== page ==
But the telephone isn’t just the facilitator of innocent awkwardness and laughter, as Noname details in the seventh track, “Casket Pretty”—its ring can be a portent of death. The sampled giggles and coos of a baby belie the tale of widespread death of young men and women in the streets her “happy city,” Chicago. “I’m afraid of the dark / Blue and the white / Badges and pistols rejoice in the night,” she says, indicting the police for an all-too-common crime. “I hope to God that my tele’ don’t ring.” We’re given a moment to let the idea sink in when she says, “Too many babies in suits.” It echoes.

In the cover artwork, a stunning painting by Nikko Washington, we see death in the form of a small skull looming above a young girl—unseen by her but ever felt—and blooming flowers crowding her right side. She stares forward with wide eyes unblinking but very much alive. I got lost in those eyes today and in so doing, I eventually realized that she is not looking straight ahead, back into the viewer’s eyes, but just above, presumably checking out the skulls atop the heads of others.

And yet somehow, despite the darkness, a hope shines through Telefone. A month before the tape dropped, Noname tweeted, “Everything is Everything (my new religion).” The phrase itself—everything is everything—makes an appearance on three difference tracks. The reference, I have to imagine, is not to Donny Hathaway’s debut album of the same name from 1970, but rather to the song of the same name on Lauryn Hill’s debut album from 1989. Hill’s song is an embodiment of hope in darkness, or at very least the idea that in time, eventually, change comes—winter becomes spring.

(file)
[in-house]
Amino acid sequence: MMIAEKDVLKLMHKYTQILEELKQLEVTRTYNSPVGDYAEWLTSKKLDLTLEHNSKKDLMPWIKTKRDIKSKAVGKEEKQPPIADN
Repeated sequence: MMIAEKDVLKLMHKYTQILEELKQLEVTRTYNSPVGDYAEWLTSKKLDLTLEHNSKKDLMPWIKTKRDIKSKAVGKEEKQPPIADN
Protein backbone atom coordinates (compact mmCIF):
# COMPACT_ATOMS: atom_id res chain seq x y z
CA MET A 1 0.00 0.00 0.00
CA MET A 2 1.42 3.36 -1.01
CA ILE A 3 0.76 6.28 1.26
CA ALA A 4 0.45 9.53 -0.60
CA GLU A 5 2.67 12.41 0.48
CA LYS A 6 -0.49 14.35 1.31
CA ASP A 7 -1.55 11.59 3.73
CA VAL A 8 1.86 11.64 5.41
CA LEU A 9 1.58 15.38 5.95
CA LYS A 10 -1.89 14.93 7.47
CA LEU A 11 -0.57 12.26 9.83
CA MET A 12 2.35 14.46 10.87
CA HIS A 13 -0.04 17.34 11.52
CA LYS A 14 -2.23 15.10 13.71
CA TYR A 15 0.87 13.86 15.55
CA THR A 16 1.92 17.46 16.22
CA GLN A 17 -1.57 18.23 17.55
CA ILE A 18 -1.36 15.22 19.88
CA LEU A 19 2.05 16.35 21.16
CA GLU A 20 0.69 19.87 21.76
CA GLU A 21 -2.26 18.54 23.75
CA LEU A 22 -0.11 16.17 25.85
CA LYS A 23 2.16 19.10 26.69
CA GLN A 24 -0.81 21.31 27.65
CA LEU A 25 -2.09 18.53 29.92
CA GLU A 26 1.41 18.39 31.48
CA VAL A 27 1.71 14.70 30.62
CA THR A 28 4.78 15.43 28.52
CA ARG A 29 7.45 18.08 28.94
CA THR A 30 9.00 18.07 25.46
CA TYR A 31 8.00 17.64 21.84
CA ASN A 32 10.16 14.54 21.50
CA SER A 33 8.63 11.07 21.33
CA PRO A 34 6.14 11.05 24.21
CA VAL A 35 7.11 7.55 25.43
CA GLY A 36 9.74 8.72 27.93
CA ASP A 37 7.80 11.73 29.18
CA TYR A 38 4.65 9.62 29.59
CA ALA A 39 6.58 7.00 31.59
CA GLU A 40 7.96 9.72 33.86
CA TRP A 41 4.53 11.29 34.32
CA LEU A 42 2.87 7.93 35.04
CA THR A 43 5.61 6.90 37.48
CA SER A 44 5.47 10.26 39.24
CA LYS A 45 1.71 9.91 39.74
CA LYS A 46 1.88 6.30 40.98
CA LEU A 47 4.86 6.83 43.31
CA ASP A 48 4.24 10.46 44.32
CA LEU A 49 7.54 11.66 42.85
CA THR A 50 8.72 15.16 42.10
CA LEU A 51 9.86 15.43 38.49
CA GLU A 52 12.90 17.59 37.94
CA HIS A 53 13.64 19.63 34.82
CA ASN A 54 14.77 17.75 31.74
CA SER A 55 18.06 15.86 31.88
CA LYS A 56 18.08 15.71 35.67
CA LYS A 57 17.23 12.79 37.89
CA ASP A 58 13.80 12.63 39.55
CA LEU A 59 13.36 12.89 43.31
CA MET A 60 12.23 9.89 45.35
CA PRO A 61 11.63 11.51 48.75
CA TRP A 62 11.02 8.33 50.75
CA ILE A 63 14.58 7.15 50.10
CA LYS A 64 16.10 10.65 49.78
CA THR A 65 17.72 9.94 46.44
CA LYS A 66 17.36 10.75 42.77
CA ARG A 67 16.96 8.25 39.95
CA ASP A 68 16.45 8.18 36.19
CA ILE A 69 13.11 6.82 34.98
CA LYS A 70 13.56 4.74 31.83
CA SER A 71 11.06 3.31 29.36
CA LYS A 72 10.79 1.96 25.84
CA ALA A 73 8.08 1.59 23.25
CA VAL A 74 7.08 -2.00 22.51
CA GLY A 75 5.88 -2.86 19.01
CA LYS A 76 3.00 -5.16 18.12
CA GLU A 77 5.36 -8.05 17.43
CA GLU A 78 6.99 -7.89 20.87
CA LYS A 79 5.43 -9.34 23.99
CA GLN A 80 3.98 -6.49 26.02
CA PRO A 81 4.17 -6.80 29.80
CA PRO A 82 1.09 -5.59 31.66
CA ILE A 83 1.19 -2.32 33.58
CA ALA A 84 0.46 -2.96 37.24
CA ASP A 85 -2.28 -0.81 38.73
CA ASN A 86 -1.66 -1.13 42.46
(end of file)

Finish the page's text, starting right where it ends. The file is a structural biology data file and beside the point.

In the summer of 2007 on the blog for the Poetry Foundation, called Harriet, another poet from Chicago, Patricia Smith, wrote a post about what Robert Frost might be able to teach “performance poets.” What she was railing against in “about 75% of the poets I’ve heard lately, well-intentioned bellowers who are masters of pretty pictures strung together or rants laced with vitriol,” is, well, enthusiasm. A certain kind of enthusiasm, which Frost, quoted from his 1930 talk, “Education by Poetry,” describes as “sunset raving. You look westward toward the sunset, or if you get up early enough, eastward toward the sunrise, and you rave. It is ohs and ahs with you and no more.”

Noname is in the clear here.

Smith goes on, in solidarity with Frost, “The idea is paramount; the idea should be the result of the poet’s eye and his intellect. The idea will guide you toward softer ways to say hard things; it will teach you the benefits of quiet, of knowing when a scream is warranted. Enthusiasm, when filtered through this solid beginning, is no longer of the ‘sunset raving’ variety. It’s not ohs and ahs at the mere appearance of the sizzling gold, the persistent heat. It’s whispering quiet thanks that the sun has chosen to rise at all, again.” 

In Noname’s debut, we get just such lush talk about the hardest of things.

Everything is everything.

America
Are you listening?

Be the receiver and let the drop of Telefone lift you up.

I’m Josh Rutner, and that’s your album of the week.